September’s article focuses on the Annual Awards Exhibition of the Disabled Photographers’ Society which runs until 9th October at The Art House in Wakefield. The exhibition, which was first held in 1989, is always popular with members of the DPS and this year there were over 450 entries. Thirty seven certificates were awarded along with eight medals and one silver plate, the Mike Birbeck, in memory of the DPS’s long standing President.
Emily Ryalls, one of the Judges and Sydney Thornbury, the CEO of the venue, spoke highly of the quality and creativity of the exhibits on display. Not only that but The Art House has purchased the Best Overall Print, Trafalgar Square Selfies, from the photographer Ray Bridges for its permanent exhibition.
Tom Molloy, Chairman of the Disabled Photographers’ Society - “This year has seen a record number of images entered for selection by members of the DPS, representing the whole spectrum of society and disabilities including those with physical, mental, visual, aural issues and combinations thereof."
"It comes as no surprise to most of us that the quality of the images, as well as the range and diversity of subject matter, was commented on and praised by visitors to the opening event. The DPS has always been extremely proud of the work that its membership exhibits every year, not just because of the very high standard but because we know that our members often have to overcome some huge difficulties to achieve those very high standards. The high quality and standard of work speaks for itself and is just one example of how people can remove barriers all by themselves.”
The Disabled Photographers Society is an organisation “run by disabled photographers for disabled photographers.” It was founded in 1968 when some residents at the Star and Garter Home in Richmond, who were keen on photography, were taken to a local camera club. Like many other camera clubs and societies, the DPS offers its members valuable advice on all things photographic. What makes the DPS stand out, however, is its mission to make photography accessible to everyone, regardless of their disability. One way the society achieves this is by loaning out adapted equipment to members.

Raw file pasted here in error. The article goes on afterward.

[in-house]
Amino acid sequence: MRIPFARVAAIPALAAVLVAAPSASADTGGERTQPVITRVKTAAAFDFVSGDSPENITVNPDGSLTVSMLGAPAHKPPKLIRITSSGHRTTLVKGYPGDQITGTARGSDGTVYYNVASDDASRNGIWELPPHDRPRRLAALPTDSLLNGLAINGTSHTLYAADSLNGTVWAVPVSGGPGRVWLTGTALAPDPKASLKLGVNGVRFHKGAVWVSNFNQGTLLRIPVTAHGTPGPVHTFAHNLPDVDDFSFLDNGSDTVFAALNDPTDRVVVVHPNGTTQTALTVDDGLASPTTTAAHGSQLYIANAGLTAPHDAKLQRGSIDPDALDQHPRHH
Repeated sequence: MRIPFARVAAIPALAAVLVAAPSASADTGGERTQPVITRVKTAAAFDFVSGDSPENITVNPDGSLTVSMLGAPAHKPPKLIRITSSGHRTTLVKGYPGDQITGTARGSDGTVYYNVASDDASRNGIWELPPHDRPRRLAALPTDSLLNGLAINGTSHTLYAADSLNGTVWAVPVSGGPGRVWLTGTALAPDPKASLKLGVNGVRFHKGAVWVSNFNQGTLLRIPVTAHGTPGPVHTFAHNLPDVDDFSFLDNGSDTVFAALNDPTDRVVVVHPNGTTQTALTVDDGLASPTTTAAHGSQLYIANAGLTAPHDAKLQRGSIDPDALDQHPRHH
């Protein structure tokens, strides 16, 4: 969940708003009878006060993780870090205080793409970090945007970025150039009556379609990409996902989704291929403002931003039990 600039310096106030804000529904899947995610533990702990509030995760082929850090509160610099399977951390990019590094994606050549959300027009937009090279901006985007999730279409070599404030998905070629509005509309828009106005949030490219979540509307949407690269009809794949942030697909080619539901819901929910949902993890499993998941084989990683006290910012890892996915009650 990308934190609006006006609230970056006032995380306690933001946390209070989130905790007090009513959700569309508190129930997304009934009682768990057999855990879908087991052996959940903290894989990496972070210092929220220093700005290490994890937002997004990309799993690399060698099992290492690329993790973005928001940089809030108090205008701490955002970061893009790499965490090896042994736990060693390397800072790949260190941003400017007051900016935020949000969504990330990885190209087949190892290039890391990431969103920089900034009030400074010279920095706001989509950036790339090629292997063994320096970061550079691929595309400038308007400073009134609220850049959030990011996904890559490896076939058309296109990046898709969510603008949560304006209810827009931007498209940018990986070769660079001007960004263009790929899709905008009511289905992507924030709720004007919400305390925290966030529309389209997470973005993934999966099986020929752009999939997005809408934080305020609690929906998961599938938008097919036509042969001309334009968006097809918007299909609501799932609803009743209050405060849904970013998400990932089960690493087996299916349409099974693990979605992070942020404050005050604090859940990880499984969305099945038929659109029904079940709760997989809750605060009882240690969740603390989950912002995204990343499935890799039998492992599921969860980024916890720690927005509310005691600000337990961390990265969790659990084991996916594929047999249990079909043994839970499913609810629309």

The society also provides support to care workers as well as anyone keen to help people with disabilities enjoy photography.
Members also benefit from events, such as photographic days out – the latest being a boat trip down the Great Ouse with fish and chips provided for lunch. Competitions, holidays and webinars form part of the other activities offered to members.
The Disabled Photographers’ Society operates nationwide and is run entirely by unpaid volunteers, most of them disabled photographers themselves. Funds are raised through donations of photographic items and these are available on the DPS stand at The Photography Show at the NEC each year. For more information about the Disabled Photographers Society go to www.the-dps.co.uk.
The exhibition runs until 9th October and plans are already in hand for next year’s event, which will be held at another exciting venue.
'Trafalgar Square Selfies' by Raymond Bridges (Best image in 1st open print section)
'Great Grey Owl' by David Stephenson (Best projected image)